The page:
IRAKLIA: Even with my eyes shut I’d probably recognize its smell, a while before the ferryboat is tied up: this familiar mixture of a bitter, salty, slight breeze from the sea, ...

Read more ...

Projekt Elpida

„Ελπίδα“ (hope) is a small private non-profit organization to support people on the small Cyclades Island of Iraklia who are in need because of the severe economic crisis in Greece.

Elpida project

Since my early days I´ve been fascinated by all the different colors, smells and sounds in nature - here even the boldest combinations seem harmonic.

Read more ...

... blended with those indefinable fishy odours that rise on very hot afternoons from the nets that are being prepared for the night catch. Along with a gentle touch of diesel from a small boat tuckering by. Today the wind sleeps. It’s one of those summer days that holds this obvious conspiracy of melting heat and complete dryness. You can smell the dust in the motionless air and above all the gorgeous scent of wild thyme.

I’m back and feel like a dry sponge filling up with impressions. Well known faces, hugs, laughter, tears of joy. About a dozen others arrive, a couple on a motorbike, one family with a car. Besides that there’s a big hustle unloading boxes of beer and wine, a barrel of raki, water in those inevitable plastic bottles, huge sacks with shining eggplants, giant potatoes and onions, boxes with bright green peppers and thick red tomatoes. Everyone gives a hand, shouting, running, laughing, sweating.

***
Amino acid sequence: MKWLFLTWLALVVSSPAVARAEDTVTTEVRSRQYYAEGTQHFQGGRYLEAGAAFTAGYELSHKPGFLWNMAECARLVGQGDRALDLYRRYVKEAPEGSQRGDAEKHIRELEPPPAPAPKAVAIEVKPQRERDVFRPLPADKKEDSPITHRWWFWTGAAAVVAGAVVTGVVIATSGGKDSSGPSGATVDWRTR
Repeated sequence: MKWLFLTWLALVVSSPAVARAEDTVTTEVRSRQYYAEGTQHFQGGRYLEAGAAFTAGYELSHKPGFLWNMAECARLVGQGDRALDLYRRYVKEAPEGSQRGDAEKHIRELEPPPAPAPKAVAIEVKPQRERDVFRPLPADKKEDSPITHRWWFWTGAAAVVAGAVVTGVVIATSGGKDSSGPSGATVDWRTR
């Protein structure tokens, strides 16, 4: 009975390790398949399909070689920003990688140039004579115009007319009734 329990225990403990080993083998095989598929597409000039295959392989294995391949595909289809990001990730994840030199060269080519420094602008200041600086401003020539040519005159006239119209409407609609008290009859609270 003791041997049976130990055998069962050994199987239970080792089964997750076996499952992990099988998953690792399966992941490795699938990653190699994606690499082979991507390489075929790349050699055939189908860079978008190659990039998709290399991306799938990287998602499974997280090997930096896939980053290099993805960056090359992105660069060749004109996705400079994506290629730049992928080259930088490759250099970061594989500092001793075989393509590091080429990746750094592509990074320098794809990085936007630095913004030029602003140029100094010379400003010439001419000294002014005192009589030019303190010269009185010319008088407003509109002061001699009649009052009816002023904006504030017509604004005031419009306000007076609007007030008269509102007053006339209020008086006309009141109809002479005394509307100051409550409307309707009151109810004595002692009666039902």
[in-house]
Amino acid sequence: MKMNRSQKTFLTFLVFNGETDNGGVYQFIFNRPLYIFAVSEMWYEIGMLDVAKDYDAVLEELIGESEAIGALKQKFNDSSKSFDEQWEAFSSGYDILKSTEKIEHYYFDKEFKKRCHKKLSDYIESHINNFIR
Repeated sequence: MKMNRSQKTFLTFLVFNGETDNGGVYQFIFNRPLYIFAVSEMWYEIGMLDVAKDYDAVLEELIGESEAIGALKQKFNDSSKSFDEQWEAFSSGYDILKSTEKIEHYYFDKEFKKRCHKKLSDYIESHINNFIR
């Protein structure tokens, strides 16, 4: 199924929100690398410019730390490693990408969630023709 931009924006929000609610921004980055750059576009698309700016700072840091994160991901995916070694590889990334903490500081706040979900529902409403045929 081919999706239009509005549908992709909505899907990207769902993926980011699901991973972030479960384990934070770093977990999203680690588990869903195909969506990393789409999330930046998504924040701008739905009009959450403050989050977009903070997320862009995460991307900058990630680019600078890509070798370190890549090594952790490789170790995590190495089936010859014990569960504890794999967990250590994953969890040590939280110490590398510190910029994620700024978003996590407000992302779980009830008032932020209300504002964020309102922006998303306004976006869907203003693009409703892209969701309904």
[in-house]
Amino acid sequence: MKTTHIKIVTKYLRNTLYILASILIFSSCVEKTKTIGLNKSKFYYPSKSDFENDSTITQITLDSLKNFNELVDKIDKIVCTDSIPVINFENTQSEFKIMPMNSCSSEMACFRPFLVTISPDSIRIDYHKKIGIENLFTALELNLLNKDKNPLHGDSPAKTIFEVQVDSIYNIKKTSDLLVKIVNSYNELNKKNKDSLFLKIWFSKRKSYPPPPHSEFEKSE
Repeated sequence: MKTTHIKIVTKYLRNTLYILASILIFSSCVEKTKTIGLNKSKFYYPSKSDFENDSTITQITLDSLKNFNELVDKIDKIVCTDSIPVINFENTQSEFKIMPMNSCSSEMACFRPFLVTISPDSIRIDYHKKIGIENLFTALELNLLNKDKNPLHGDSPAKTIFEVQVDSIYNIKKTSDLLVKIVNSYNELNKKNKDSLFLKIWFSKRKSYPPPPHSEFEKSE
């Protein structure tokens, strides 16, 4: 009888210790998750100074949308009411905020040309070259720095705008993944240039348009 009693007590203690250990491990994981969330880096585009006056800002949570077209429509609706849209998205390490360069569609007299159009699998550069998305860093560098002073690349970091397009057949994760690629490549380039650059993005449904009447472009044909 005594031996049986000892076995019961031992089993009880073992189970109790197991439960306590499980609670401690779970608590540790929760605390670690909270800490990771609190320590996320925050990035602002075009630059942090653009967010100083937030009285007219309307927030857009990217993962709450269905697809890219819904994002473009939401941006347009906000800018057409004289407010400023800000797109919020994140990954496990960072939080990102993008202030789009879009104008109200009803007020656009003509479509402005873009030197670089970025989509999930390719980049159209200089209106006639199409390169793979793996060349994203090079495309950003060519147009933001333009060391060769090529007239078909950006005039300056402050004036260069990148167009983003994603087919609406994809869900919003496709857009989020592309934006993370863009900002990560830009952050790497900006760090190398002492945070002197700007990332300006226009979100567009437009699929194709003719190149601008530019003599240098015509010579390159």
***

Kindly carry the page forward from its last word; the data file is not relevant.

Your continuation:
A hand full of backpackers are ready to leave. Content and happy faces show their holiday was a good one. A desperate hug and last kiss of summer lovers that finally have to part, a tear hidden behind sunglasses and a deep sigh. The air fills with a long hoot, the ropes are loosened and pulled back up. Then the Skopelitis – the swimming bus connecting the Small Cyclades Islands – leaves the tiny harbour.

Like everywhere else there’s the familiar „Rooms, rooms!“ But it sounds different here, much less aggressive, more quiet and relaxed, friendly, inviting. They all know by now I won’t accept their offers, so I put my heavy backpack on to Jorgos’ red’n’rusty wonderfully old and dignified pickup. With about forty pounds less in weight I start walking. Happily, my sweat mingles with the dust. All that’s left to carry is just the water bottle. I look forward to crossing the hill in my own human speed, to soak up every familiar change in the landscape. It’s walking time from now on. I probably won’t see the inside of a car for a whole month. On the ferryboat I’ve already taken off my watch – my annual ritual that changes clock time into something much more elemental: Sun time and moon time, day time and night time, morning and afternoon, twilight time.

The arrival at my favourite taverna starts with a frenetic hug from Stella, the host and one of the best cooks of the Cyclades islands. She welcomes me with a blooming twig of basil with its intoxicating smell. More warm hugs from other people who’ve become friends over the years. On the terrace overlooking the glittering waves we sit down for a cool café frappé and a small snack: a slice of bread, a few olives, a bright red tomato fresh from the small new garden, salt from the sea and a little olive oil – that’s paradise. A short talk follows about the most important changes in our lives since last summer.